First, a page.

Now, here is a great guide in teaching religion—God first. First bring the child face to face with the love of God in Christ. He knows it. He will tell you. Question and answer will bring it out that the love of God has come and laid hold of his life long ago. Religion is a response, that is the principle in your mind. And to him you say, "The love of God has come, and through the love of those who loved you and did for you what you couldn't do for yourself, you have grown up all along as the child of God. You could not speak for yourself or move yourself, you weren't yourself yet, but God's love provided that as your bodily life grows out of ours and is separated from it by degrees, so your religious life should grow out of ours. God's love was beforehand with you. We love Him because He first loved us. You are the child of God. God has been working in you and with you ever since you can remember and before, to renew and make to grow in you your own proper nature—the proper nature of all men made in the image of God, the nature which has got spoilt by sin but not buried or destroyed, so that you might grow up in His likeness, to love the good that He loves, and hate the evil that He abhors, and love to do His will, because you know He loves you."

So much for the first point.

(3) Well, what is the next point marked by the Catechism on the road along which you are to lead the child? We turn to our part in our dealings with God—duty, what we have promised to do. God has made you His child, has given you His Spirit to help you to be good. What is the first thing you must do if you are to work along with Him? And the answer is renunciation. You must be able to say "No." Life is a battle—that is common experience, but it is also Christianity. There is a picture in the Sistine Chapel, at Rome, in which the general subject seems to be the deliverance of sin. In the foreground rather strangely, though it can be accounted for, is an Old Testament scene—the ceremonial purification of a leper by the offering of the blood of the victim. But in the background behind and above this Old Testament parable of the Christian deliverance are the three scenes of the Temptation with which the work of Christ began. As though the painter would say, "He purifies us from sin through the power of His own victory over sin," He who was in all point tempted like as we are, yet without sin. He had to say "No." And the structure of the Gospels teaches the same lesson as our Lord's example—first comes the preaching of repentance, the ministry of the Baptist—that is the beginning, everything starts from that. Here is the second great fact. God's love has been beforehand with you to make you good. You are God's child—that is the first. But there is evil in the world. You will have to fight. There is evil in the world, and because you are a part of the world, it is in you. You will have to be the man who can say "No." You will feel inclined to be lazy; you will feel inclined to eat too much; you will feel inclined to be envious and ungenerous, to be passionate, to bear a grudge. You must say "No." You will have to fight. You must know your enemy by sight. But above all if you are to do your part, this is the first thing, you must be able to say "No." That is the promise to renounce sin.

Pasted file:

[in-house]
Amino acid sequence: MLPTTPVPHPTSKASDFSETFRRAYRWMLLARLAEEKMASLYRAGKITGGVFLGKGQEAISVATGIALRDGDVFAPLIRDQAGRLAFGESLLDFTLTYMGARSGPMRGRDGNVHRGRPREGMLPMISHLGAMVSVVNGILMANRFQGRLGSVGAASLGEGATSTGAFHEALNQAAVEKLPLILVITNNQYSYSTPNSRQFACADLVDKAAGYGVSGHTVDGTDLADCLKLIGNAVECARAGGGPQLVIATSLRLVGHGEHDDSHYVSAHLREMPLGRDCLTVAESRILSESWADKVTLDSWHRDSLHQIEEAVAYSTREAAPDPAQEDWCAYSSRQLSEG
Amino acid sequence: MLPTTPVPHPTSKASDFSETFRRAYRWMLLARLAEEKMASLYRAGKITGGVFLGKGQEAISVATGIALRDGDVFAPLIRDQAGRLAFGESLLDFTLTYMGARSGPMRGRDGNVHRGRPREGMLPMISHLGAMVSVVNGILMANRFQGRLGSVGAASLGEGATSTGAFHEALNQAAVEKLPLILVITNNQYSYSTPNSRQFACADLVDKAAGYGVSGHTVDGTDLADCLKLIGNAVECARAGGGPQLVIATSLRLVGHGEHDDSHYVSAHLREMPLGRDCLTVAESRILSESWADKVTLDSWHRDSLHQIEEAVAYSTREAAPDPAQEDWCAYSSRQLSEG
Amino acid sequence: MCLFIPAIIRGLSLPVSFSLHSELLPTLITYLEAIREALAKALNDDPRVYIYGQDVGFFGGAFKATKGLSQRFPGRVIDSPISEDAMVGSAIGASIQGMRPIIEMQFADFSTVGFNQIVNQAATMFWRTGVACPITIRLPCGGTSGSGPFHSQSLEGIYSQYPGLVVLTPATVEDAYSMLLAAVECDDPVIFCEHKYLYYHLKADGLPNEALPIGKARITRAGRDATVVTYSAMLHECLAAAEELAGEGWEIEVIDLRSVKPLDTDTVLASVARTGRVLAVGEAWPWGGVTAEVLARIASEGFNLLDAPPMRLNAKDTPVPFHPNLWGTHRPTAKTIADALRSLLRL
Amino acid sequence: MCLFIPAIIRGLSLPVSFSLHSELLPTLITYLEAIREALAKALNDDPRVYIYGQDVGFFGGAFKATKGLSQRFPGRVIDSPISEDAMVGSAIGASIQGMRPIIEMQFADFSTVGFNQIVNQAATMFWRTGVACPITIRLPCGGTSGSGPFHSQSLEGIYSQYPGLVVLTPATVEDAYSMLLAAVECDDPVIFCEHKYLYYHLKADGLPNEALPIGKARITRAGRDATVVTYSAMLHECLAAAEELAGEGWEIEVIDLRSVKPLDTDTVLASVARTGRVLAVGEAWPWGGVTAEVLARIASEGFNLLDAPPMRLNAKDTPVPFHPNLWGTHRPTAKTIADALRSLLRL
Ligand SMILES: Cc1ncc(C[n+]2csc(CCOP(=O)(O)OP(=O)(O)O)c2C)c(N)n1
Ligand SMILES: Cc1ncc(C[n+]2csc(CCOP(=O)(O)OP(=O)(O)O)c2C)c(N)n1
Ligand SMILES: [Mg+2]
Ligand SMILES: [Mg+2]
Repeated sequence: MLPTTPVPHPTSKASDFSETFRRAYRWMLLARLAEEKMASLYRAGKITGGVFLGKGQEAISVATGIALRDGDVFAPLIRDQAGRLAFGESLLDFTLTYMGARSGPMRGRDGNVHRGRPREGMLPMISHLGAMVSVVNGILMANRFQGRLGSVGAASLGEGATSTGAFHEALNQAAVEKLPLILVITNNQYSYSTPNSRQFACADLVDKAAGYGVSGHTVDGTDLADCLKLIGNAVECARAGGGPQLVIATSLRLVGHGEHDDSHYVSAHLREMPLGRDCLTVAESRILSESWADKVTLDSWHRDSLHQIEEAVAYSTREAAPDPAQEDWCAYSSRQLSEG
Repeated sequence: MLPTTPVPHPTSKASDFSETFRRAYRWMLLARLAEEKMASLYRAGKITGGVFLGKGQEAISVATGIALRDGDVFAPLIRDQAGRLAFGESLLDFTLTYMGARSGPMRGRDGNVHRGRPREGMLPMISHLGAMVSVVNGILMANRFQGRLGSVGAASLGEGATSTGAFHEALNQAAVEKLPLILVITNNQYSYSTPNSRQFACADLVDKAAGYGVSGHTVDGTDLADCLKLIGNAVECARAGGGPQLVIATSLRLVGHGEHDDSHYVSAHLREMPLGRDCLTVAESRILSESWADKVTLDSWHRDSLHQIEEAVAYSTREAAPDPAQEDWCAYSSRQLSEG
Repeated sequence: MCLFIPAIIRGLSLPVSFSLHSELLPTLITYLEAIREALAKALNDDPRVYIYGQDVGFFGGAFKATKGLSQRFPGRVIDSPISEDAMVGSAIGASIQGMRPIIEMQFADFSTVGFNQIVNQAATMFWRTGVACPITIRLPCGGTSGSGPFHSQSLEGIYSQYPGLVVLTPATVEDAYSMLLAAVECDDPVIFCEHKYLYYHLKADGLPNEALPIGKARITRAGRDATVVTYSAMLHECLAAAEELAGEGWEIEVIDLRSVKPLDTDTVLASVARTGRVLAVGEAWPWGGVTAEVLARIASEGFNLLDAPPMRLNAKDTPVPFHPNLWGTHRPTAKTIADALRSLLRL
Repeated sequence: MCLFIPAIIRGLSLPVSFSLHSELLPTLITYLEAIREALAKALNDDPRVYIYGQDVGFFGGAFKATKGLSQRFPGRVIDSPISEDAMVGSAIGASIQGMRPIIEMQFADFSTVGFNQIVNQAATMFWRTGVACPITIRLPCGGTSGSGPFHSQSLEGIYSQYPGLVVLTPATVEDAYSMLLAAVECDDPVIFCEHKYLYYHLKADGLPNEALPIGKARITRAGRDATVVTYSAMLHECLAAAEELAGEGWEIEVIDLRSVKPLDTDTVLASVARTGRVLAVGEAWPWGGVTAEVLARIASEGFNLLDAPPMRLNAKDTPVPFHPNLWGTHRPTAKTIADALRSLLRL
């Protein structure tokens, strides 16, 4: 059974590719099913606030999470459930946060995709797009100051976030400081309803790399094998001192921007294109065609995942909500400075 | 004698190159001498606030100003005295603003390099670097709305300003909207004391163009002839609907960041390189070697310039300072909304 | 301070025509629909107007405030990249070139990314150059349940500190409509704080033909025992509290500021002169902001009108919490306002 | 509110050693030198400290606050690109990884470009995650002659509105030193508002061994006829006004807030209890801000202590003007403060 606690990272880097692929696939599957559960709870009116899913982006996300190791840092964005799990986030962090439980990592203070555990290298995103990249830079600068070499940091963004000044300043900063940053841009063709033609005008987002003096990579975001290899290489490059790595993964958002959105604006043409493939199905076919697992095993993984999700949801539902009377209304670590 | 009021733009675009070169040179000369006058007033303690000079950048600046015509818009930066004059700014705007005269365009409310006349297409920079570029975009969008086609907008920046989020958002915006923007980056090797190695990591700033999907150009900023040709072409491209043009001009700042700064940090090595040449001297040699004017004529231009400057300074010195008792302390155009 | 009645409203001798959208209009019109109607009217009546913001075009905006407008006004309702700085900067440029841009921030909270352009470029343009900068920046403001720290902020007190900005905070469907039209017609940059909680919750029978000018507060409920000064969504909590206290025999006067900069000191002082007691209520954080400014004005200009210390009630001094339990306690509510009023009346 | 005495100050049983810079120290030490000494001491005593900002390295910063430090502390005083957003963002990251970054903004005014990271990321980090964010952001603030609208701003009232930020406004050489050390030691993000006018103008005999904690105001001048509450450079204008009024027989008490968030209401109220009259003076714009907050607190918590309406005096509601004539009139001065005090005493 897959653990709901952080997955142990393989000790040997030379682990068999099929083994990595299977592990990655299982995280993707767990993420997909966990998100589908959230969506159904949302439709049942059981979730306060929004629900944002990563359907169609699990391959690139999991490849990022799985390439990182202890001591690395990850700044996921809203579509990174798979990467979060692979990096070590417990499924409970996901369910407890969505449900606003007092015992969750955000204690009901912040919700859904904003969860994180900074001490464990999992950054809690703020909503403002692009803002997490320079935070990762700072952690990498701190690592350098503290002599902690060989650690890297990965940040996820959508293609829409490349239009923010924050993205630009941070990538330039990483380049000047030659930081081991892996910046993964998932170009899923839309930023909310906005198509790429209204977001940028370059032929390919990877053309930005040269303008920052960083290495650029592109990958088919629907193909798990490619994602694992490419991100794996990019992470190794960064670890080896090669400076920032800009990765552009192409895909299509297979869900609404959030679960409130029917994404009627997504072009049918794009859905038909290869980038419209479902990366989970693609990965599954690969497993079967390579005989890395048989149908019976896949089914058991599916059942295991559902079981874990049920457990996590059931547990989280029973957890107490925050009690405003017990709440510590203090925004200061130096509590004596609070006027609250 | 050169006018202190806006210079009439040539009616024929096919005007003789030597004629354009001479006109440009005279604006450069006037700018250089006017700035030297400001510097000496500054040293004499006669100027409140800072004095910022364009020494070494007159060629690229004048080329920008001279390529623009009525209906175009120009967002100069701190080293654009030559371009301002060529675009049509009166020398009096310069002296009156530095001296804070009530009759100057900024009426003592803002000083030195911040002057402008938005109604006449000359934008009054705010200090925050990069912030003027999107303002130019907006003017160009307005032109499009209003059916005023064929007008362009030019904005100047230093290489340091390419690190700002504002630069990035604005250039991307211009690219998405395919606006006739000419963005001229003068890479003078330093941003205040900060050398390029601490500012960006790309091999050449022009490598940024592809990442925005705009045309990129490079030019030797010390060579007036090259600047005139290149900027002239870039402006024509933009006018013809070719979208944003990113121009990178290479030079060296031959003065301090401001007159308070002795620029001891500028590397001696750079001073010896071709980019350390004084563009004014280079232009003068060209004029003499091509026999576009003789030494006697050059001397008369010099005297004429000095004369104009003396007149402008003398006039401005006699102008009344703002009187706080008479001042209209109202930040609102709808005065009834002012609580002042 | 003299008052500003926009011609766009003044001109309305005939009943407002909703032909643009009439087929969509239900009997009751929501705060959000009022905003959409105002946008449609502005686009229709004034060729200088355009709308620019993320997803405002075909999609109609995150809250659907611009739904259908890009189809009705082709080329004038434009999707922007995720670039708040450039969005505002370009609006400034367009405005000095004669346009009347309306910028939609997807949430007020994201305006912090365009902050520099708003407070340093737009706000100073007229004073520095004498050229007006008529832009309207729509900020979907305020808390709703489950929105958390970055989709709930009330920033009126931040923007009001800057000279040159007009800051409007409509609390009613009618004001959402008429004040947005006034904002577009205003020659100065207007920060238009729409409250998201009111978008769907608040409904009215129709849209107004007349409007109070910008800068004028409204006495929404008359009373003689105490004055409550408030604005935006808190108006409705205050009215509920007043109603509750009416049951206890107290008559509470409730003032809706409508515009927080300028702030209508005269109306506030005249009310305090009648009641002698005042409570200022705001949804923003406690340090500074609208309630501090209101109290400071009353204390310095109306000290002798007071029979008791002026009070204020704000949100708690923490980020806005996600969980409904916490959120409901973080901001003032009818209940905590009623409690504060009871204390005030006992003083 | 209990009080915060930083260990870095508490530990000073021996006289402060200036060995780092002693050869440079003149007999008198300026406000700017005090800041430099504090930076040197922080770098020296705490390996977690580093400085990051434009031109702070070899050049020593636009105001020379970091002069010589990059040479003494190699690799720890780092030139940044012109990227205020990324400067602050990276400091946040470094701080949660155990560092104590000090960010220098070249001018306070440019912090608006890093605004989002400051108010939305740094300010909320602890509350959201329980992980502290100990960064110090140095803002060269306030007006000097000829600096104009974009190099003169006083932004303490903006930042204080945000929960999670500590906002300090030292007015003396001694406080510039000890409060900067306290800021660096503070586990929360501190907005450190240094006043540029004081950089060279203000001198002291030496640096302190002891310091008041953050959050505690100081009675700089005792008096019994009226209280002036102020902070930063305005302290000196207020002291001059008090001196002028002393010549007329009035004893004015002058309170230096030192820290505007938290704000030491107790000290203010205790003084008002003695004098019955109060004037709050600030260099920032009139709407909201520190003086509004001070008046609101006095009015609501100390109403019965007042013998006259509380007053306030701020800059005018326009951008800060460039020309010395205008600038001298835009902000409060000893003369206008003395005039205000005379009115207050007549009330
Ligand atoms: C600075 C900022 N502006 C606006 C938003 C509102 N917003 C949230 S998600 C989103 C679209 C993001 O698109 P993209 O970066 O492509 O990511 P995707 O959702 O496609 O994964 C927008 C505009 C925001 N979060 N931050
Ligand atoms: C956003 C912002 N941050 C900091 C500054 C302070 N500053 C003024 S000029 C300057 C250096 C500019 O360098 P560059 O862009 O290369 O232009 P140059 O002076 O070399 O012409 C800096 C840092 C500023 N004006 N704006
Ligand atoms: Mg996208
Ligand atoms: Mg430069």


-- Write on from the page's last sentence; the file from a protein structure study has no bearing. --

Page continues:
(4) And then with the second promise, the promise to believe, we seem to be swinging back again from duty to grace,—not quite—the word is faith, faith by which we respond to grace and bring it into operation—faith in the sense of trust. God did not make man to live without God, but with Him. You with God, that is the true "you"—you giving yourself to God, trusting yourself to Him, like the paralytic let down through the roof, the whole soul and will of the man going out to God, to draw down into his own being the love with which He was face to face. That is the picture of faith. This is the first great positive principle of religion which you must make for, that the life of a man, of the "I" is to give himself up to God, and to hold to God as he has learnt to know Him. "God is there, and God is to be trusted. He has shewn that He is. I believe in God. I trust myself to Him." That is the life of prayer, the life of life itself. "I want to be what God wants me to be, what I see and know God is." And, as you follow out in the Creed the facts and truths in which God is known and trusted, you end on those in which the child is reminded that his religion is not merely "God and the soul, the soul and God," but that, as his home has long ago taught him in another way, his soul is bound up with the souls of others in a living spiritual family, a fellowship of those who know God's love and live in it, with whom he stands shoulder in shoulder, all pledged to trust His grace and to do His will. That is the promise of faith expanded and expressed in the Creed.

(5) And then the next landmark is the promise of obedience, expanded in the Commandments and in the remembrance of your duty towards God and towards your neighbour—the law. And here the point is to note that obedience to the law is so taught that obedience to that law always means obedience to something behind it, the aim at an ideal, the endeavour to secure the dominance of a motive, the life pervaded by a spirit, the spirit of Him to whom you have trusted yourself; "Thou shalt not," the strict unlovely "No," leading, pointing the way to the great ideal: "Thou shalt love thy Lord thy God with all thy heart, and thy neighbour as thyself." That is the point to which the Catechism teaches you to guide the child here; obedience does not mean merely keeping rules, "Thou shalt and thou shalt not," it means learning and understanding the spirit of God's laws. The old commandment which fitted the lives of people long ago meant something. Look in each case what it means—whole-heartedness, spirituality, sincerity, regularity, in the service of the love of God; or again, it means not avoiding acts, but being moved by motives, and we are following all the time the lead given us by our Lord in the Sermon on the Mount, where he showed how the new law enjoined the right motive, when the old law forbade the wrong act.

And then once more, when all the three promises have been considered, back to grace, in the Lord's prayer and its explanation, and in the section on the Sacraments, added at a latter time—prayer, the perpetual surrender to the Father's love, the simple asking, with all the children of His family of grace, for what we know He wants to give, prayer which keeps alive the communion of love between the soul and God; which initiate and sustain the sacraments are His chosen means.